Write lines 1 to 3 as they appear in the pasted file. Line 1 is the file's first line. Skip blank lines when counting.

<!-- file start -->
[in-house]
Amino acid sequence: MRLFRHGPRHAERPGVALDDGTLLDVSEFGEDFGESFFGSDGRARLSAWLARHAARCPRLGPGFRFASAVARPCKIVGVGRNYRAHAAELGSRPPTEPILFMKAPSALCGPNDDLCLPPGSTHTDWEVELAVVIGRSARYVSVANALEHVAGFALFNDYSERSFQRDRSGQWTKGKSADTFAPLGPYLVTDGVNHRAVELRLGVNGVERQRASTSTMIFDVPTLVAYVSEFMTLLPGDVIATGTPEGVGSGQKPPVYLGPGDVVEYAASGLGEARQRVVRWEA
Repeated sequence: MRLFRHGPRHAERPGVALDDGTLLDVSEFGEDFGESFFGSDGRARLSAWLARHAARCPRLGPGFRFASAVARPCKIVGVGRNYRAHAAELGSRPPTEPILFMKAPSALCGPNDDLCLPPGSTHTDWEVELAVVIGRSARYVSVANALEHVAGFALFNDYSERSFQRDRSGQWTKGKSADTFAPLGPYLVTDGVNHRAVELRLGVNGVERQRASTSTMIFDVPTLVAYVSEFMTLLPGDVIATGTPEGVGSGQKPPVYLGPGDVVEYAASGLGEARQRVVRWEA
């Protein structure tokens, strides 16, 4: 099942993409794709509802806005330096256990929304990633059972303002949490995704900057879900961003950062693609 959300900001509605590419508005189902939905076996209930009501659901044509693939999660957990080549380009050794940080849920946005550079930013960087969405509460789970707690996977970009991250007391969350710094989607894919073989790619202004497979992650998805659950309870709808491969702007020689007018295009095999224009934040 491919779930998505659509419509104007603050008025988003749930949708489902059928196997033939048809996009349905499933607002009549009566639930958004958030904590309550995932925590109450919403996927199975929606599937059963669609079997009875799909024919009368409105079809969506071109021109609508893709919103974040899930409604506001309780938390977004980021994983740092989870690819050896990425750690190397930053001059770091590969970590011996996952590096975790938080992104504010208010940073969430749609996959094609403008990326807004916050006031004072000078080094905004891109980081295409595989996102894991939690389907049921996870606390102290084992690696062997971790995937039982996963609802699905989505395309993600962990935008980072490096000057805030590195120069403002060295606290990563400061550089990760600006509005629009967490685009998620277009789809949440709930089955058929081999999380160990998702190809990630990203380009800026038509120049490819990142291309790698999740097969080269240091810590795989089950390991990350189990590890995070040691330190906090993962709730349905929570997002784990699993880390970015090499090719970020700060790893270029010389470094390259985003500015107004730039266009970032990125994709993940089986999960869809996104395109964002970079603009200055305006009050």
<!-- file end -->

[in-house]
Amino acid sequence: MRLFRHGPRHAERPGVALDDGTLLDVSEFGEDFGESFFGSDGRARLSAWLARHAARCPRLGPGFRFASAVARPCKIVGVGRNYRAHAAELGSRPPTEPILFMKAPSALCGPNDDLCLPPGSTHTDWEVELAVVIGRSARYVSVANALEHVAGFALFNDYSERSFQRDRSGQWTKGKSADTFAPLGPYLVTDGVNHRAVELRLGVNGVERQRASTSTMIFDVPTLVAYVSEFMTLLPGDVIATGTPEGVGSGQKPPVYLGPGDVVEYAASGLGEARQRVVRWEA
Repeated sequence: MRLFRHGPRHAERPGVALDDGTLLDVSEFGEDFGESFFGSDGRARLSAWLARHAARCPRLGPGFRFASAVARPCKIVGVGRNYRAHAAELGSRPPTEPILFMKAPSALCGPNDDLCLPPGSTHTDWEVELAVVIGRSARYVSVANALEHVAGFALFNDYSERSFQRDRSGQWTKGKSADTFAPLGPYLVTDGVNHRAVELRLGVNGVERQRASTSTMIFDVPTLVAYVSEFMTLLPGDVIATGTPEGVGSGQKPPVYLGPGDVVEYAASGLGEARQRVVRWEA